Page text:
Shaped film cooling holes are used as a cooling technology in gas turbines to reduce metal temperatures and improve durability, and they generally consist of a small metering section connected to a diffuser that expands in one or more directions. The area ratio (AR) of these holes is defined as the area at the exit of the diffuser, divided by the area at the metering section. A larger AR increases the diffusion of the coolant momentum, leading to lower average momentum of the coolant jet at the exit of the hole and generally better cooling performance. Cooling holes with larger ARs are also more tolerant of high blowing ratio conditions, and the increased coolant diffusion typically better prevents jet lift-off from occurring. Higher ARs have traditionally been accomplished by increasing the expansion angle of the diffuser while keeping the overall length of the hole constant. The present study maintains the diffuser expansion angles and instead increases the length of the diffuser, which results in longer holes. Various ARs have been examined for two shaped holes: one with forward and lateral expansion angles of 7 deg (7-7-7 hole) and one with forward and lateral expansion angles of 12 deg (12-12-12 hole). Each hole shape was tested at numerous blowing ratios to capture trends across various flow rates. Adiabatic effectiveness measurements indicate that for the baseline 7-7-7 hole, a larger AR provides higher effectiveness, especially at higher blowing ratios. Measurements also indicate that for the 12-12-12 hole, a larger AR performs better at high blowing ratios but the hole experiences ingestion at low blowing ratios. Steady Reynolds-averaged Navier–Stokes simulations did not accurately predict the levels of adiabatic effectiveness, but did predict the trend of improving effectiveness with increasing AR for both hole shapes. Flowfield measurements with particle image velocimetry (PIV) were also performed at one downstream plane for a low and high AR case, and the results indicate an expected decrease in jet velocity due to a larger diffuser.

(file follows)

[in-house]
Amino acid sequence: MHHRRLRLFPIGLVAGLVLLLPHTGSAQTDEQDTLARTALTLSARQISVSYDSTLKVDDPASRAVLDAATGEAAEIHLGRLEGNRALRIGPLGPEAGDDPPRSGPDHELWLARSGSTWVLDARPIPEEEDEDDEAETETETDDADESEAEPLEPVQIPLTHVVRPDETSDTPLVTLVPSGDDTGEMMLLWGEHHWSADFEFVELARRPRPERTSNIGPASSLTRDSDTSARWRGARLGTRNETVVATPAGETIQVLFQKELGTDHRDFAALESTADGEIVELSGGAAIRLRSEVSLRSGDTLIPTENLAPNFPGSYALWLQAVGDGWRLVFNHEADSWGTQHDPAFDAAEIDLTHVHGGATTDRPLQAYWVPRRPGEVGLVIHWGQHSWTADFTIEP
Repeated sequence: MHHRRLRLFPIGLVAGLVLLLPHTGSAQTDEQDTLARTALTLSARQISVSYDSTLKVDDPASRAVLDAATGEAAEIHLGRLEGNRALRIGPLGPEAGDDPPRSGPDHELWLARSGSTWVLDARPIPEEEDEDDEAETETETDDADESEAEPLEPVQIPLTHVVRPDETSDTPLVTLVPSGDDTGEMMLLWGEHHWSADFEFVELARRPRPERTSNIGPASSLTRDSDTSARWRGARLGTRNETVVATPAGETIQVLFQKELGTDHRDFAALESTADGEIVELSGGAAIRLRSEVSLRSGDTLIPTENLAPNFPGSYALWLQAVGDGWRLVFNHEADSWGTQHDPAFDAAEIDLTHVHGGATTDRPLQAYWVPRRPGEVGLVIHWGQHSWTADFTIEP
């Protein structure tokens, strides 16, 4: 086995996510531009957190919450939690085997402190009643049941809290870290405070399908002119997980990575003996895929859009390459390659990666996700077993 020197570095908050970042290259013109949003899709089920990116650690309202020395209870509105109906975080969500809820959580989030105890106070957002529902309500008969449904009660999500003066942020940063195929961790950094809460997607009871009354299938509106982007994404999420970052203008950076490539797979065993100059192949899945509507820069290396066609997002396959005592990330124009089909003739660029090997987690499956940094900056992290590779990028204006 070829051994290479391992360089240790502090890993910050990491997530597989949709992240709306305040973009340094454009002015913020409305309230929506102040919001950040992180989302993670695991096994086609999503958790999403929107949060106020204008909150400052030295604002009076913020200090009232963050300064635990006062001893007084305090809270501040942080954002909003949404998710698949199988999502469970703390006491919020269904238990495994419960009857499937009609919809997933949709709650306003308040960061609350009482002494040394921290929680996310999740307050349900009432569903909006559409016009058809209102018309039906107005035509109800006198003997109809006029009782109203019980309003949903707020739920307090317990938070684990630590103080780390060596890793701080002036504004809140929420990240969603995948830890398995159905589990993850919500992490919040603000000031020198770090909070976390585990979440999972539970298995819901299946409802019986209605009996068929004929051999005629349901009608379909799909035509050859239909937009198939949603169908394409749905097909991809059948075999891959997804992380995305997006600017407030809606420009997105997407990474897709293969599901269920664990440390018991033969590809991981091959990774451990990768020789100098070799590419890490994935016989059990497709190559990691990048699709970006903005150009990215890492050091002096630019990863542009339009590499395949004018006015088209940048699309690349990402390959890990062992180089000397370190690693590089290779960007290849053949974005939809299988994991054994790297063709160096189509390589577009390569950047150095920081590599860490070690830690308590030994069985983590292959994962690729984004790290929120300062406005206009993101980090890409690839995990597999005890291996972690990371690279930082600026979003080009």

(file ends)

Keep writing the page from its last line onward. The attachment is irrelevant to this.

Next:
Commentary by Dr. Valentin Fuster
J. Turbomach. 2018;140(5):051003-051003-11. doi:10.1115/1.4038872.